The time was, however, that the Chancellors who presided over the Court of Equity in this country, stretched their power with a clerical licence, according to the conscience and caprice of each. 'Tis all one," says Selden, “as if they should make the standard for the measure, the Chancellor's foot.” “One Chancellor has a long foot, another a short foot, a third an indifferent foot. It is the same thing with the Chancellor's conscience." Where would such a man as Wolsey stop when armed with equitable jurisdiction, and amenable to no higher authority? And yet, according to Mr. Justice Story's view, the case would have been much worse under these early clerical Chancellors had they not acquired and fortified many of their notions of general justice by the study of the civil law. “From the moment,” he says, “when principles of decision came to be acted upon and established in Chancery, the Roman law furnished abundant materials to erect a superstructure, at once solid, convenient, and lofty, adapted to human wants, and enriched by all the aids of human wisdom, experience, and learning."

But what is equity, as administered in England and America at the present time? Our author's preliminary answer to the question is this, that equity may be better explained by “observations than direct definition,” for that the latter are, as is often said in the law, “perilous and unsatisfactory.

A court of equity, as established in England and America, may be comprehensively explained and described, by saying that it has jurisdiction in cases where an adequate remedy cannot be had in a court of law; or not so easily and expeditiously. Again, in the former courts, there are strict and prescribed forms of action, out of which you cannot travel, while an unqualified judgment must be given either for the plaintiff or the defendant; and hence complete justice may not be done to either party. But courts of equity are elastic in their forms, and find adjustments for almost every possible contingency and peculiarity; having at the same time the power of bringing before them, without difficulty or delay, all the parties interested in the matter, and of disposing with facility of all the complications that may occur in respect of rights and conditions.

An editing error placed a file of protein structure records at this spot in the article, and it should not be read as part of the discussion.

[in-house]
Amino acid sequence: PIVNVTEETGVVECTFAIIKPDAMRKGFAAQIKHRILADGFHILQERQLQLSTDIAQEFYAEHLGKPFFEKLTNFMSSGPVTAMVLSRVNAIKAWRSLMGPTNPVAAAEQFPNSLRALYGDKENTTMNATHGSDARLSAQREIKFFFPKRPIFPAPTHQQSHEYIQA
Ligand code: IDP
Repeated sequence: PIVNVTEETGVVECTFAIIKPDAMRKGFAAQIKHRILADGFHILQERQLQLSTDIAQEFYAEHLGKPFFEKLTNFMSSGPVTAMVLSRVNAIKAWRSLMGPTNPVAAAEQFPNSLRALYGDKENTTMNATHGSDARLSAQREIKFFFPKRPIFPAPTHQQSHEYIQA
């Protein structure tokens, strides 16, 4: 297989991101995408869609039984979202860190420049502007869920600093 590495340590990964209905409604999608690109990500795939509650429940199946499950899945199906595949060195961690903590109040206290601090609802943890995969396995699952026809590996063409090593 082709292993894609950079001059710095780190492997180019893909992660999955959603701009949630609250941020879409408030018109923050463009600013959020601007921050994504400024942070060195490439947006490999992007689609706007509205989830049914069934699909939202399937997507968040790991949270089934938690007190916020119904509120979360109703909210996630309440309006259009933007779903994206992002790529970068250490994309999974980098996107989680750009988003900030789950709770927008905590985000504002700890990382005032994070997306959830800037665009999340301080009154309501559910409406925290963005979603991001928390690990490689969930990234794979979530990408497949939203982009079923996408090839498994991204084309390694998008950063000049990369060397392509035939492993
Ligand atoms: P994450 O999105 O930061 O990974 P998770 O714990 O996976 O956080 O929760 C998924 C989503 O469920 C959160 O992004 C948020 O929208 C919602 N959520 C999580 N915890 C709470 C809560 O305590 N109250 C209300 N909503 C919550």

Lord Redesdale in his “ Treatise of Pleadings in Equity" has enumerated the peculiar province, powers, and duties of a court of

equity, ranging these under ten distinct heads; and since his account is considered to be one of the fullest and most precise that can anywhere be met with relative to equity jurisdiction, we shall copy it out, and give it in our larger type. He says: “ The jurisdiction of a court of equity, when it assumes a power of decision, is to be excercised, 1, where the principles of law, by which the ordinary courts are guided, give a right, but the powers of those courts are not sufficient to afford a complete remedy, or their modes of proceeding are inadequate to the purpose; 2, where the courts of ordinary jurisdiction are made instruments of (in) justice; 3, where the principles of law, by which the ordinary courts are guided, give no right, but, upon the principles of universal justice, the interference of the judicial power is necessary to prevent a wrong, and the positive law is silent; and it may also be collected, that courts of equity, without deciding upon the rights of the parties, administer to the ends of justice, by assuming a jurisdiction; 4, to remove impediments to the fair decision of a question in other courts; 5, to provide for the safety of property in dispute pending a litigation, and to preserve property in danger of being dissipated or destroyed by those to whose care it is by law intrusted, or by parties having immediate but partial interests; 6, to restrain the assertion of doubtful rights in a manner productive of irreparable damage ; 7, to prevent injury to a third person by the doubtful title of others; and 8, to put a bound to vexatious and oppressive litigation, and to prevent multiplicity of suits. And further, that courts of equity, without pronouncing any judgment which may affect the rights of parties, extend their jurisdiction, 9, to compel a discovery, or obtain evidence which may assist the decision of other courts; and 10, to preserve testimony, when in danger of being lost, before the matter, to which it relates, can be made the subject of judicial investigation.”